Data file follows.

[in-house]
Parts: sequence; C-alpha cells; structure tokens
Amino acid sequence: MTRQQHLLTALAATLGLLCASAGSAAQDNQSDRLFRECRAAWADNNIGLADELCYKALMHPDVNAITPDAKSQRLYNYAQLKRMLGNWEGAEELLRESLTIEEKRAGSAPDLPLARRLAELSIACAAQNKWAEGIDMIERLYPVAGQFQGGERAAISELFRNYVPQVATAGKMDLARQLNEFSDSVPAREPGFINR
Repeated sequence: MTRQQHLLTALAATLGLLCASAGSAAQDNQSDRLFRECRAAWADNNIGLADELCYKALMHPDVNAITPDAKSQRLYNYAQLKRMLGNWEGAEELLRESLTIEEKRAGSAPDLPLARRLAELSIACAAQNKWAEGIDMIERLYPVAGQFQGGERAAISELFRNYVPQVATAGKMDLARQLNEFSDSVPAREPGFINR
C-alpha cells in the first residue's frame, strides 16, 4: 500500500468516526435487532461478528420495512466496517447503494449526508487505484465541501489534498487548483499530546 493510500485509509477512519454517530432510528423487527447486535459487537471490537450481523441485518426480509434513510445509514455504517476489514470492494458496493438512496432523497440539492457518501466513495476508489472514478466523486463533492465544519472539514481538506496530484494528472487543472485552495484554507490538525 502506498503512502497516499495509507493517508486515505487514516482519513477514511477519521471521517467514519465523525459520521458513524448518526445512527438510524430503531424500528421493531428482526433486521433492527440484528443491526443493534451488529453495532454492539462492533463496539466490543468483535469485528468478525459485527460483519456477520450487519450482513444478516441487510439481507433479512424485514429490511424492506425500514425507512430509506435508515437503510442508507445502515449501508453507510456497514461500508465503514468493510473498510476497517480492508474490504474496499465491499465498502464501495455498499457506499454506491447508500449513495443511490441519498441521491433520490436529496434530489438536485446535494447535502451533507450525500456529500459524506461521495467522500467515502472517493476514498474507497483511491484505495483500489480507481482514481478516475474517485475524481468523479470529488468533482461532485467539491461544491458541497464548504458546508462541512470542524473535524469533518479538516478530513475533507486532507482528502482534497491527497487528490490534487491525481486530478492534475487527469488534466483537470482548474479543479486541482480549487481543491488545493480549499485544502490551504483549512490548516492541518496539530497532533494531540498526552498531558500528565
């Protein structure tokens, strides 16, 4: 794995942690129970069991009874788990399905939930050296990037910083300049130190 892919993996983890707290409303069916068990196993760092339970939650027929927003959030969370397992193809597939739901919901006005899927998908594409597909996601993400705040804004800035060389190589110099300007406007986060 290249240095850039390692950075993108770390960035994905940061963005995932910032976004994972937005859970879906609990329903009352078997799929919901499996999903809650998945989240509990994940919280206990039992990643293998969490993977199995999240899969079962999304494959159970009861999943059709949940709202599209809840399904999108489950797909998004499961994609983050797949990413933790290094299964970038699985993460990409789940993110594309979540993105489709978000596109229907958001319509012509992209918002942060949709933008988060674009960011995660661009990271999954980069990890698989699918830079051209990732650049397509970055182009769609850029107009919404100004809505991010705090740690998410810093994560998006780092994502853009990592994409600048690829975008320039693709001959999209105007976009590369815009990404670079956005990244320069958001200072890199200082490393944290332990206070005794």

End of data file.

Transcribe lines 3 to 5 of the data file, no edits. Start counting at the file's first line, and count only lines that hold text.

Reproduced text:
Amino acid sequence: MTRQQHLLTALAATLGLLCASAGSAAQDNQSDRLFRECRAAWADNNIGLADELCYKALMHPDVNAITPDAKSQRLYNYAQLKRMLGNWEGAEELLRESLTIEEKRAGSAPDLPLARRLAELSIACAAQNKWAEGIDMIERLYPVAGQFQGGERAAISELFRNYVPQVATAGKMDLARQLNEFSDSVPAREPGFINR
Repeated sequence: MTRQQHLLTALAATLGLLCASAGSAAQDNQSDRLFRECRAAWADNNIGLADELCYKALMHPDVNAITPDAKSQRLYNYAQLKRMLGNWEGAEELLRESLTIEEKRAGSAPDLPLARRLAELSIACAAQNKWAEGIDMIERLYPVAGQFQGGERAAISELFRNYVPQVATAGKMDLARQLNEFSDSVPAREPGFINR
C-alpha cells in the first residue's frame, strides 16, 4: 500500500468516526435487532461478528420495512466496517447503494449526508487505484465541501489534498487548483499530546 493510500485509509477512519454517530432510528423487527447486535459487537471490537450481523441485518426480509434513510445509514455504517476489514470492494458496493438512496432523497440539492457518501466513495476508489472514478466523486463533492465544519472539514481538506496530484494528472487543472485552495484554507490538525 502506498503512502497516499495509507493517508486515505487514516482519513477514511477519521471521517467514519465523525459520521458513524448518526445512527438510524430503531424500528421493531428482526433486521433492527440484528443491526443493534451488529453495532454492539462492533463496539466490543468483535469485528468478525459485527460483519456477520450487519450482513444478516441487510439481507433479512424485514429490511424492506425500514425507512430509506435508515437503510442508507445502515449501508453507510456497514461500508465503514468493510473498510476497517480492508474490504474496499465491499465498502464501495455498499457506499454506491447508500449513495443511490441519498441521491433520490436529496434530489438536485446535494447535502451533507450525500456529500459524506461521495467522500467515502472517493476514498474507497483511491484505495483500489480507481482514481478516475474517485475524481468523479470529488468533482461532485467539491461544491458541497464548504458546508462541512470542524473535524469533518479538516478530513475533507486532507482528502482534497491527497487528490490534487491525481486530478492534475487527469488534466483537470482548474479543479486541482480549487481543491488545493480549499485544502490551504483549512490548516492541518496539530497532533494531540498526552498531558500528565